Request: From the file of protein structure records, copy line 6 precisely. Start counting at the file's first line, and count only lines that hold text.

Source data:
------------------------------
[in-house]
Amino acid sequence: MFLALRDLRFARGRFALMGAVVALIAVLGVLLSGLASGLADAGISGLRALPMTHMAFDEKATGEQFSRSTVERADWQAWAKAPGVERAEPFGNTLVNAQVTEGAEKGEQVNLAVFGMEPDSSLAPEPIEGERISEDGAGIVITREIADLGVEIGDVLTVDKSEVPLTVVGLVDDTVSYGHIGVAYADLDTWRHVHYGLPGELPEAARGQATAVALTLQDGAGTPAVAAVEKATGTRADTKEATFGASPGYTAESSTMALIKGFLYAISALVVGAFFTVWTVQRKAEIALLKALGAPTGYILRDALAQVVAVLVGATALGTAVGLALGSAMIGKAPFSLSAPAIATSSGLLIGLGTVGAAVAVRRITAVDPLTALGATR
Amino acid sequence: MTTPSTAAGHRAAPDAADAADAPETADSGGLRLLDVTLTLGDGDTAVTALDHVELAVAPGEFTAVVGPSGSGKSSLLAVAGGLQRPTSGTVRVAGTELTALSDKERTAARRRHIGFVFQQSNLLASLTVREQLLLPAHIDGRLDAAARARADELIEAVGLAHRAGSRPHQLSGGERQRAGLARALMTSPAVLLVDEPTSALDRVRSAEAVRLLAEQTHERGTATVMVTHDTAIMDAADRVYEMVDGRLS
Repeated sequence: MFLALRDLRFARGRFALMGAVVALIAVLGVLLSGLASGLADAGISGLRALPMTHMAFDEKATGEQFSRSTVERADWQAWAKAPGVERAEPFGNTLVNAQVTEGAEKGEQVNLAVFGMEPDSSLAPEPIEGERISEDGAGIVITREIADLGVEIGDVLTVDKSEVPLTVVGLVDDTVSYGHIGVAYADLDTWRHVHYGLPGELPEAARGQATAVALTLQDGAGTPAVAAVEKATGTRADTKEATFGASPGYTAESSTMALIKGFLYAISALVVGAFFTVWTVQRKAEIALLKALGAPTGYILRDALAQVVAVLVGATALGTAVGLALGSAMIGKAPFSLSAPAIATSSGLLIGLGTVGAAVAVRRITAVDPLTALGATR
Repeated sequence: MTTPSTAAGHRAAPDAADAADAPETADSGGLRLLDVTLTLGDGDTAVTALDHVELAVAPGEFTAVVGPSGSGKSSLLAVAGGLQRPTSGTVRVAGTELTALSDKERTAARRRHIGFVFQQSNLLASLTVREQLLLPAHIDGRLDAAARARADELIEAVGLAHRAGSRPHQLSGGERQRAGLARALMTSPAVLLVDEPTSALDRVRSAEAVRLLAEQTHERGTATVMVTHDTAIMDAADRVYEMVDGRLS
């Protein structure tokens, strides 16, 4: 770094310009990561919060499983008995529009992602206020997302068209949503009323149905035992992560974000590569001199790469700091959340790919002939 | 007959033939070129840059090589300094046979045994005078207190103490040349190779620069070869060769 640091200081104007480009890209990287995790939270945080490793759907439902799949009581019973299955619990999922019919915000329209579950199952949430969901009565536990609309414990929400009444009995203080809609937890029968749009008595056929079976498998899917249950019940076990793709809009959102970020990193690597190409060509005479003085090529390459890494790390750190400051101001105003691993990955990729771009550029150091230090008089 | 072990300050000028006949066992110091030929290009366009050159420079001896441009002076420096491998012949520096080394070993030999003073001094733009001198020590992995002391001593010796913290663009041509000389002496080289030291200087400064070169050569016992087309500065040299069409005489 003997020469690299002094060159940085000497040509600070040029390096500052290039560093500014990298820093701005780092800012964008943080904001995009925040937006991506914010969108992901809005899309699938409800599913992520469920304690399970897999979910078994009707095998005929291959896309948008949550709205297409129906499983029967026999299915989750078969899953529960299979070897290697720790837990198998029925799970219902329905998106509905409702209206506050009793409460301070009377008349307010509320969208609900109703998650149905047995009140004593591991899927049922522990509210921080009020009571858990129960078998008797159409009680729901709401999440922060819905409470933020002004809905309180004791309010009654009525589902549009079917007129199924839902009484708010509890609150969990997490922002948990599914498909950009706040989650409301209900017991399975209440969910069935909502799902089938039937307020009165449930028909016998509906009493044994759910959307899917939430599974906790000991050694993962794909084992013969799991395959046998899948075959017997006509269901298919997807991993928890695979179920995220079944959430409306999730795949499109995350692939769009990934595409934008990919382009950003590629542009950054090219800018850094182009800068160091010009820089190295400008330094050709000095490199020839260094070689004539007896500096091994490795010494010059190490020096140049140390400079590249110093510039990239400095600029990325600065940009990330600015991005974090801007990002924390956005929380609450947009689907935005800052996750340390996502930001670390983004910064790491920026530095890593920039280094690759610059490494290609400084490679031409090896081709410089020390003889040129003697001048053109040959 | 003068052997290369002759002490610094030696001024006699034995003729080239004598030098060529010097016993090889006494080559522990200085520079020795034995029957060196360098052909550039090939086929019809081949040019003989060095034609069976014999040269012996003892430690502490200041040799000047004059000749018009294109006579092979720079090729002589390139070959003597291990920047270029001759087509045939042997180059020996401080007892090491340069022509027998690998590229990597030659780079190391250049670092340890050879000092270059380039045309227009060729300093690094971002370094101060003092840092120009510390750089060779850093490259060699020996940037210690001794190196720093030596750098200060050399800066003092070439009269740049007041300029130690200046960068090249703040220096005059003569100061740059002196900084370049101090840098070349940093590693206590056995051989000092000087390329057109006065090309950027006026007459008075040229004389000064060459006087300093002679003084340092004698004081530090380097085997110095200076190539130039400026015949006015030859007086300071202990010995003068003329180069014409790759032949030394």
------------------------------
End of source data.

């Protein structure tokens, strides 16, 4: 770094310009990561919060499983008995529009992602206020997302068209949503009323149905035992992560974000590569001199790469700091959340790919002939 | 007959033939070129840059090589300094046979045994005078207190103490040349190779620069070869060769 640091200081104007480009890209990287995790939270945080490793759907439902799949009581019973299955619990999922019919915000329209579950199952949430969901009565536990609309414990929400009444009995203080809609937890029968749009008595056929079976498998899917249950019940076990793709809009959102970020990193690597190409060509005479003085090529390459890494790390750190400051101001105003691993990955990729771009550029150091230090008089 | 072990300050000028006949066992110091030929290009366009050159420079001896441009002076420096491998012949520096080394070993030999003073001094733009001198020590992995002391001593010796913290663009041509000389002496080289030291200087400064070169050569016992087309500065040299069409005489 003997020469690299002094060159940085000497040509600070040029390096500052290039560093500014990298820093701005780092800012964008943080904001995009925040937006991506914010969108992901809005899309699938409800599913992520469920304690399970897999979910078994009707095998005929291959896309948008949550709205297409129906499983029967026999299915989750078969899953529960299979070897290697720790837990198998029925799970219902329905998106509905409702209206506050009793409460301070009377008349307010509320969208609900109703998650149905047995009140004593591991899927049922522990509210921080009020009571858990129960078998008797159409009680729901709401999440922060819905409470933020002004809905309180004791309010009654009525589902549009079917007129199924839902009484708010509890609150969990997490922002948990599914498909950009706040989650409301209900017991399975209440969910069935909502799902089938039937307020009165449930028909016998509906009493044994759910959307899917939430599974906790000991050694993962794909084992013969799991395959046998899948075959017997006509269901298919997807991993928890695979179920995220079944959430409306999730795949499109995350692939769009990934595409934008990919382009950003590629542009950054090219800018850094182009800068160091010009820089190295400008330094050709000095490199020839260094070689004539007896500096091994490795010494010059190490020096140049140390400079590249110093510039990239400095600029990325600065940009990330600015991005974090801007990002924390956005929380609450947009689907935005800052996750340390996502930001670390983004910064790491920026530095890593920039280094690759610059490494290609400084490679031409090896081709410089020390003889040129003697001048053109040959 | 003068052997290369002759002490610094030696001024006699034995003729080239004598030098060529010097016993090889006494080559522990200085520079020795034995029957060196360098052909550039090939086929019809081949040019003989060095034609069976014999040269012996003892430690502490200041040799000047004059000749018009294109006579092979720079090729002589390139070959003597291990920047270029001759087509045939042997180059020996401080007892090491340069022509027998690998590229990597030659780079190391250049670092340890050879000092270059380039045309227009060729300093690094971002370094101060003092840092120009510390750089060779850093490259060699020996940037210690001794190196720093030596750098200060050399800066003092070439009269740049007041300029130690200046960068090249703040220096005059003569100061740059002196900084370049101090840098070349940093590693206590056995051989000092000087390329057109006065090309950027006026007459008075040229004389000064060459006087300093002679003084340092004698004081530090380097085997110095200076190539130039400026015949006015030859007086300071202990010995003068003329180069014409790759032949030394």